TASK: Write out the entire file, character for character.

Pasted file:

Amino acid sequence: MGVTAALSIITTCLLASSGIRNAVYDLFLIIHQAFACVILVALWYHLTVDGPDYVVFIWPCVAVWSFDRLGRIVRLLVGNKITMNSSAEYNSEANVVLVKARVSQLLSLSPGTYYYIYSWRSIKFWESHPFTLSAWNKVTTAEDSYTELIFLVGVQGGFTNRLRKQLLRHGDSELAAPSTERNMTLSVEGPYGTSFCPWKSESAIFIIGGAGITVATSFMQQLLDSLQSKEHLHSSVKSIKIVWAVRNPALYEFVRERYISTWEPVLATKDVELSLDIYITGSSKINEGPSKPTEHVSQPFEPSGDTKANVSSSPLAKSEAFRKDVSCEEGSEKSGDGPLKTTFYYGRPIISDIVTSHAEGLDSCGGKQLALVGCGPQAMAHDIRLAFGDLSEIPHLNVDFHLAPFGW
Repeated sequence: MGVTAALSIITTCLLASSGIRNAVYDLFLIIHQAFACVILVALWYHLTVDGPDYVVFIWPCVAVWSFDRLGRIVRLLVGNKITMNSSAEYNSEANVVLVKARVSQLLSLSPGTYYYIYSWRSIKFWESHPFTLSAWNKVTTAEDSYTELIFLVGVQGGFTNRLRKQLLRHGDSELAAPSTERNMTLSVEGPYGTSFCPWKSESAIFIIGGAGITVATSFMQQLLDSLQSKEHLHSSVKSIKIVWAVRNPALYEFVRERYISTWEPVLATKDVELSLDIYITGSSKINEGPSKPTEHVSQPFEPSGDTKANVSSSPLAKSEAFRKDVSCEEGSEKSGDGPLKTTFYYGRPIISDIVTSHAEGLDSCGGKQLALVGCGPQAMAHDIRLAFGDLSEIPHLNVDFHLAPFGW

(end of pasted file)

Amino acid sequence: MGVTAALSIITTCLLASSGIRNAVYDLFLIIHQAFACVILVALWYHLTVDGPDYVVFIWPCVAVWSFDRLGRIVRLLVGNKITMNSSAEYNSEANVVLVKARVSQLLSLSPGTYYYIYSWRSIKFWESHPFTLSAWNKVTTAEDSYTELIFLVGVQGGFTNRLRKQLLRHGDSELAAPSTERNMTLSVEGPYGTSFCPWKSESAIFIIGGAGITVATSFMQQLLDSLQSKEHLHSSVKSIKIVWAVRNPALYEFVRERYISTWEPVLATKDVELSLDIYITGSSKINEGPSKPTEHVSQPFEPSGDTKANVSSSPLAKSEAFRKDVSCEEGSEKSGDGPLKTTFYYGRPIISDIVTSHAEGLDSCGGKQLALVGCGPQAMAHDIRLAFGDLSEIPHLNVDFHLAPFGW
Repeated sequence: MGVTAALSIITTCLLASSGIRNAVYDLFLIIHQAFACVILVALWYHLTVDGPDYVVFIWPCVAVWSFDRLGRIVRLLVGNKITMNSSAEYNSEANVVLVKARVSQLLSLSPGTYYYIYSWRSIKFWESHPFTLSAWNKVTTAEDSYTELIFLVGVQGGFTNRLRKQLLRHGDSELAAPSTERNMTLSVEGPYGTSFCPWKSESAIFIIGGAGITVATSFMQQLLDSLQSKEHLHSSVKSIKIVWAVRNPALYEFVRERYISTWEPVLATKDVELSLDIYITGSSKINEGPSKPTEHVSQPFEPSGDTKANVSSSPLAKSEAFRKDVSCEEGSEKSGDGPLKTTFYYGRPIISDIVTSHAEGLDSCGGKQLALVGCGPQAMAHDIRLAFGDLSEIPHLNVDFHLAPFGW